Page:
How-To  

 

...Cast solid with Jesmonite AC100 - AND get rid of air bubbles

This How-to will tell you how to cast an item solid using Jesmonite AC100. This article assumes you already have a mould to make the item from, if not check out the articles on 'moulding it and casting it solid' from the main How-to index.

Jesmonite AC100 is supplied as a liquid and a powder which are mixed together at a ratio of 1 part liquid to 2.5 parts powder. A Jesmonite thixotrope additive is also available to make the mixed resin into a gel which won't be as runny - this is useful for the first coat inside the mould when we are making hollow items.

Jesmonite is non-toxic and non-flammable as it is water based. Although it has no dangerous fumes like solvent based resins it should still be used in a ventilated area as it has some odour. In this example the work has been carried out indoors with a nearby window open.

This article shows two methods, one that is quick and easy, and another way to do it properly eliminating bubbles and other imperfections from the cast.

For this example we are using a latex mould which has also had layers of cloth added to make help make it rigid and prevent it from shrinking as it dries. The mould has no rigid support jacket as it is quite small and keeps it's shape by itself, therefore we can fill it with resin without it stretching.

Method One - quick and easy, but not as good as Method Two

Jesmonite AC100 is mixed up by hand. However, as we are going to pour it into the mould and we want it to take the detail it has been mixed up a little thinner - around 1 part liquid to 2 parts powder instead of 1:2.5 as directed. The mixed resin is then poured into the mould to the brim:

As we mixed the Jesmonite thinner than directed it takes a little longer to solidify and finally set. After around an hour the mould it pulled off, but in the process some of the base snapped off and it appears that it has not properly set as some is stuck to the mould. However, the rest of the item is in fairly good shape:

Although the base can be cleaned up, on closer inspection we can see that there are also some air bubbles on surfaces that were facing upwards when the item was being cast. This is because air rises out of the resin which is introduced during mixing, and can't easily escape:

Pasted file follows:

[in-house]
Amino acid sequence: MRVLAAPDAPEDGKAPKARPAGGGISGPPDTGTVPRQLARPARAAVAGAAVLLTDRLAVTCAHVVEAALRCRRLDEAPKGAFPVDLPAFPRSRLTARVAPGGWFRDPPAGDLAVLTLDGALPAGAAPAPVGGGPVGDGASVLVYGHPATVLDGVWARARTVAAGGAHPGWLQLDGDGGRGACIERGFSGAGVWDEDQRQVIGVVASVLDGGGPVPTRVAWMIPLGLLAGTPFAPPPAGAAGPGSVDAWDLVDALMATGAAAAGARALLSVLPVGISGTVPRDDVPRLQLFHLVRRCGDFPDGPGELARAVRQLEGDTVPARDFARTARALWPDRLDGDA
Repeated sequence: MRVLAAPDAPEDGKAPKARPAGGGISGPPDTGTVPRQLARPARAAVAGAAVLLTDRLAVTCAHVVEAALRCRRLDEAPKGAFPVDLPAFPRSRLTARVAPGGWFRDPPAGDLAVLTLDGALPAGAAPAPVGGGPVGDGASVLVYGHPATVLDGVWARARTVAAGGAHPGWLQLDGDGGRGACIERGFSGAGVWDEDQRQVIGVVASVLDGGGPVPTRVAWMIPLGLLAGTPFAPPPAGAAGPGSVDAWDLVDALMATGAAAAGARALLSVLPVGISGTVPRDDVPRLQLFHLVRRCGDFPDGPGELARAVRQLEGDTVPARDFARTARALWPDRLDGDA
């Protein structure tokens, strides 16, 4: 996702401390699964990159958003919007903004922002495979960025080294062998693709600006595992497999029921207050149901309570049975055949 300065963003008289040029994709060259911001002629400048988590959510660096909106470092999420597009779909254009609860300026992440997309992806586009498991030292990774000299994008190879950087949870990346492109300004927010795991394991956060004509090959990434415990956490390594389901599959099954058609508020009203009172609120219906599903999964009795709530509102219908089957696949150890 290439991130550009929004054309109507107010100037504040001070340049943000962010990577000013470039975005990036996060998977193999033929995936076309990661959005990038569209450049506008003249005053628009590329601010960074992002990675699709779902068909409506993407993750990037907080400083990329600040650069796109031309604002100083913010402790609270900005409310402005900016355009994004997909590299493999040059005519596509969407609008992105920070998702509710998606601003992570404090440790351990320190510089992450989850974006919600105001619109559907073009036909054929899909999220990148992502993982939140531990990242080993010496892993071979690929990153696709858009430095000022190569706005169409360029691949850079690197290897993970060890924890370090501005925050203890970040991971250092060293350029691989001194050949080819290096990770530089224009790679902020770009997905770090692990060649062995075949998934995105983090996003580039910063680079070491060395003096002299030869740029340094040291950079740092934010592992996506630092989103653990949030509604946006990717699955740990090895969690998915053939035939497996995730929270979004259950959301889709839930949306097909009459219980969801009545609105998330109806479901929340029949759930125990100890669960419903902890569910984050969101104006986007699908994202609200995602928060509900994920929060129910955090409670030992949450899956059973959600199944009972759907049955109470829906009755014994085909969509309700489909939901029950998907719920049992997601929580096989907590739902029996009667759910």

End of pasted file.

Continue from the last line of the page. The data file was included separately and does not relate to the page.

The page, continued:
So altogether not very satisfactory. However, with a little more effort we can reduce reduce the effects of both issues without any specialist equipment.

Method Two - doing it properly

This time, we have mixed up a smaller amount of Jesmonite AC100 and added the thixotrope additive. This is added at around 2-6g per Kg of mixed resin so you need hardly any. The thixotrope makes the resin less runny so it will stick to vertical surfaces, so it is very useful for making hollow items as per the Jesmonite laminating How-To. For this example the thixotrope will help us eliminate the air bubbles while also allowing us to mix the resin at a ratio of 1:2.5 as directed so the piece will be much stronger.

An initial coat of thickened Jesmonite AC100 resin is applied to the inside surface of the mould. This is brushed on and therefore bubbles on the surface are eliminated. Two coats of thickened resin are applied followed by whatever was left in the pot:

The rest of the space is topped up with Jesmonite that is mixed directed at a ratio of 1:2.5. After around 40 mins it has set, and although to be safe it should be left for longer (1-2 hours) we carefully demoulded it. As you can see, the entire base of the item is intact this time as the resin was mixed as thick as it should have been to start with:

The item looks pretty good all over - mainly as resin was brushed into all the details.

This time there are no air bubbles in the piece:

Jesmonite AC100 can painted with a wide range of paints from cellulose car paints and lacquer to water based acrylics or even house hold gloss and emulsion paints.

Check out the Jesmonite AC100 Strength Testing page with video of destruction testing.